China bird flu: Pigeon markets fall empty

38-year-old Zhang Mingbao has been selling pigeon food and cages for more than ten years at the Tianlong Market in Jijiamiao Zhang Mingbao, a stall owner at Tianlong market, has lost his livelihood

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Beijing's Tianlong bird market fell silent two weeks ago. The gentle sounds of cooing pigeons that usually fill the open-air market have been replaced by nervous chatter among the market's remaining stall owners.

Sales of racing pigeons have been banned by Chinese health authorities, fearful of the spread of the newest strain of bird flu to hit China, H7N9.

Tianlong's birds were transported away from the market's location in south-west Beijing, leaving a handful of stalls offering empty cages and birdseed.

"Those who mainly sell pigeons and birds can't even afford to buy meals," explains Zhang Mingbao, a stall owner, as he fidgets with his mobile phone.

"People like us who sell bird food and medicine can barely cover our rent because of the declining sales."

Start Quote

People are more aware of self-protection now”

End Quote Zhang Mingbao Bird food seller

Zhang's business suffered setbacks during previous health crises, following an outbreak of Severe Acute Respiratory Syndrome (Sars) in 2002, and subsequent rounds of bird flu that have swept China.

However, this time, the government acted unusually quickly to ban bird sales.

"In 2003 and 2004, our market was shut down too during the H1N1 bird flu scare, but the situation wasn't as serious as it is now," Zhang explains.

"Not that many people died then. More people died this year, and people are more aware of self-protection now."

Life and death

Health authorities are rushing to contain the H7N9 bird flu virus after it first surfaced in February.

Thirty-three people in mainland China have already been infected with this year's strain of the bird flu and nine people have died.

So far, all of the infected people are thought to have caught the flu after direct contact with sick birds.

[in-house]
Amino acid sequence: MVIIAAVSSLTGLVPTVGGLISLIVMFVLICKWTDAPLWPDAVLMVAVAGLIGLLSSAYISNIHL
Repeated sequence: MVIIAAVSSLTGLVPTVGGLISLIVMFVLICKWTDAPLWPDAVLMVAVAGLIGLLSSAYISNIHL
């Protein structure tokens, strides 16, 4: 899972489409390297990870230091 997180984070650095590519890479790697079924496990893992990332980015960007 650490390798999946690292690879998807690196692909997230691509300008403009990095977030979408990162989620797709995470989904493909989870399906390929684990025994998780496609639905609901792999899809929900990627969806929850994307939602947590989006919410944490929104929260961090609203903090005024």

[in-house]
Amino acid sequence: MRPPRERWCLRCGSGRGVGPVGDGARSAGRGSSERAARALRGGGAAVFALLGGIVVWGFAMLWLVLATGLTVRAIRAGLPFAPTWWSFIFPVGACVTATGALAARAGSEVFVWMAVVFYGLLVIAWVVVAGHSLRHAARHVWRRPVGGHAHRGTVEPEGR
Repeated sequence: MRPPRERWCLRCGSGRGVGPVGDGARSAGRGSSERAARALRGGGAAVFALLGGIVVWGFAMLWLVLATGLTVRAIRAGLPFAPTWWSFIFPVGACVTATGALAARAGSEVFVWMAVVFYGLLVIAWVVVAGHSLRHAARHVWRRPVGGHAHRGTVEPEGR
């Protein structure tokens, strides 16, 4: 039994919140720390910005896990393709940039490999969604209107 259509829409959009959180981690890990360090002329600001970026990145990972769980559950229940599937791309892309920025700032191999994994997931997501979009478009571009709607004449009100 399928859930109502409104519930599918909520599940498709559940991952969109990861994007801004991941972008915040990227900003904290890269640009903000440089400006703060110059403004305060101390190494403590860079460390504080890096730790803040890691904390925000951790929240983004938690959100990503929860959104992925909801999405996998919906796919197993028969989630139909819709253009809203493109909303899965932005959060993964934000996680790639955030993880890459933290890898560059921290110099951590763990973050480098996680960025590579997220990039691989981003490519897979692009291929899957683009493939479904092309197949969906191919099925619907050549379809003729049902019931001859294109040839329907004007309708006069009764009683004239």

No cases of human to human transmission have been recorded.

A technician from Changsha Animal Disease Prevention and Control Centre tests birds in a market in Changsha, central China's Hunan province, 7 April 2013 Disease prevention officials have been testing birds on sale at markets

Chinese authorities are attempting to stop the virus by culling hundreds of thousands of birds at poultry markets and farms in the large metropolis of Shanghai and Shanghai's neighbouring Jiangsu province, where most of the cases are centred.

Other live bird populations - including the carrier pigeons that are normally sold at the Tianlong market - are also under strict watch.

Pigeon racing is a popular activity in China, but most races have been cancelled for the foreseeable future.

Pigeon enthusiasts in Beijing and Shanghai have been told to keep their birds in cages.

48-year-old Meng Xianghua has been selling birds at Tonghe market for over a decade Meng Xianghua has been selling birds at Wanliu Tonghe market for over a decade

Meng Xianghu, a stall owner at another pigeon market, the Wanliu Tonghe market in Beijing, isn't questioning the government's decision to stop bird sales, even though there is no evidence that H7N9 has spread to Beijing.

"We have to listen to the people above us," she says. "This is a matter of life and death."

More transparent

Others aren't so trusting. Many users of Weibo, China's version of Twitter, have questioned the government's efforts to deal with the H7N9 bird flu.

Many point to the attempted cover-up of the Sars outbreak in 2002 as evidence that health officials might be hiding the severity of the current crisis.

"The problem is not that the government releases the information too quickly, but that it always has this internal logic that prefers to delay and conceal information," says Dr. Guo Weiqing, a professor at the School of Government at Guangzhou's Sun Yat Sen University.

"The excuse is that it wants to prevent panic. It is correct to force the government to be more transparent."

Stall owners at the pigeon market say they have no idea how long they'll have to wait before business resumes.

"We can only follow this path as it unfolds," shrugs Mr. Zhang from the empty Tianlong market. "But of course, we are worried."

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